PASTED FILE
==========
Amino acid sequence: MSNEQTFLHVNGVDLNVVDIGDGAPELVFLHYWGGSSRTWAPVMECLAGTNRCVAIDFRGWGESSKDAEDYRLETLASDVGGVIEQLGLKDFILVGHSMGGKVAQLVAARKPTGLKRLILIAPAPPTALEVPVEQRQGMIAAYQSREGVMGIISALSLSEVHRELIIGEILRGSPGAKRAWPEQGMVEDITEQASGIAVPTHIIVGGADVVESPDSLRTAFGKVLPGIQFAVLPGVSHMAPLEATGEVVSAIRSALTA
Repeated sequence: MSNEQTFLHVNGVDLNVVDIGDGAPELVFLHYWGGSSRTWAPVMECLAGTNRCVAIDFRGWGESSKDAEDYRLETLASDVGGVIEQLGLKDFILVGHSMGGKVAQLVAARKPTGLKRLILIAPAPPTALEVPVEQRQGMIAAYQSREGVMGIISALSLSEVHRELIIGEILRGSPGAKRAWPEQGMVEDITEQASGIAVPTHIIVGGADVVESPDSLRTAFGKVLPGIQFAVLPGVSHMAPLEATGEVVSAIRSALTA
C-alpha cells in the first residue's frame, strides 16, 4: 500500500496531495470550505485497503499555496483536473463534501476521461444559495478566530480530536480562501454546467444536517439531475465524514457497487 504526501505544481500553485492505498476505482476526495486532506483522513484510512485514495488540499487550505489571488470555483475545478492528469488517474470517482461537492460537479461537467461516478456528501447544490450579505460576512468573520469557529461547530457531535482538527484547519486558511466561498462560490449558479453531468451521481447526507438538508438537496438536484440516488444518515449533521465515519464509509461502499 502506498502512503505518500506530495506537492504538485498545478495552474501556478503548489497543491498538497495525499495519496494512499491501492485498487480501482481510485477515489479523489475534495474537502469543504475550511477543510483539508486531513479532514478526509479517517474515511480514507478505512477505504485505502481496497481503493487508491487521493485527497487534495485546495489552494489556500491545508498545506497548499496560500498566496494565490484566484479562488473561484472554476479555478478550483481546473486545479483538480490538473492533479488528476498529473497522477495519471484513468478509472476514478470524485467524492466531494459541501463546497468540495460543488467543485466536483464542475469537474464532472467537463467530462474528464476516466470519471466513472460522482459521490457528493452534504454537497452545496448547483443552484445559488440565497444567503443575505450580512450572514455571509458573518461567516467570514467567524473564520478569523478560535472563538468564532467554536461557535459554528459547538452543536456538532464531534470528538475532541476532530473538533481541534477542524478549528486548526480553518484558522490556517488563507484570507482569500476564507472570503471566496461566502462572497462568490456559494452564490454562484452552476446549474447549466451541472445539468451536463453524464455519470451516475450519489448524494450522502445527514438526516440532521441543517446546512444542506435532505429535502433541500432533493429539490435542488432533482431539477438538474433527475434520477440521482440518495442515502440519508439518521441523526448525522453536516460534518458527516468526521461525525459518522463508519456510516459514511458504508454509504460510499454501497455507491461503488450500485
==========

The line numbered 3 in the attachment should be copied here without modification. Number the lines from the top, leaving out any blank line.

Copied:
C-alpha cells in the first residue's frame, strides 16, 4: 500500500496531495470550505485497503499555496483536473463534501476521461444559495478566530480530536480562501454546467444536517439531475465524514457497487 504526501505544481500553485492505498476505482476526495486532506483522513484510512485514495488540499487550505489571488470555483475545478492528469488517474470517482461537492460537479461537467461516478456528501447544490450579505460576512468573520469557529461547530457531535482538527484547519486558511466561498462560490449558479453531468451521481447526507438538508438537496438536484440516488444518515449533521465515519464509509461502499 502506498502512503505518500506530495506537492504538485498545478495552474501556478503548489497543491498538497495525499495519496494512499491501492485498487480501482481510485477515489479523489475534495474537502469543504475550511477543510483539508486531513479532514478526509479517517474515511480514507478505512477505504485505502481496497481503493487508491487521493485527497487534495485546495489552494489556500491545508498545506497548499496560500498566496494565490484566484479562488473561484472554476479555478478550483481546473486545479483538480490538473492533479488528476498529473497522477495519471484513468478509472476514478470524485467524492466531494459541501463546497468540495460543488467543485466536483464542475469537474464532472467537463467530462474528464476516466470519471466513472460522482459521490457528493452534504454537497452545496448547483443552484445559488440565497444567503443575505450580512450572514455571509458573518461567516467570514467567524473564520478569523478560535472563538468564532467554536461557535459554528459547538452543536456538532464531534470528538475532541476532530473538533481541534477542524478549528486548526480553518484558522490556517488563507484570507482569500476564507472570503471566496461566502462572497462568490456559494452564490454562484452552476446549474447549466451541472445539468451536463453524464455519470451516475450519489448524494450522502445527514438526516440532521441543517446546512444542506435532505429535502433541500432533493429539490435542488432533482431539477438538474433527475434520477440521482440518495442515502440519508439518521441523526448525522453536516460534518458527516468526521461525525459518522463508519456510516459514511458504508454509504460510499454501497455507491461503488450500485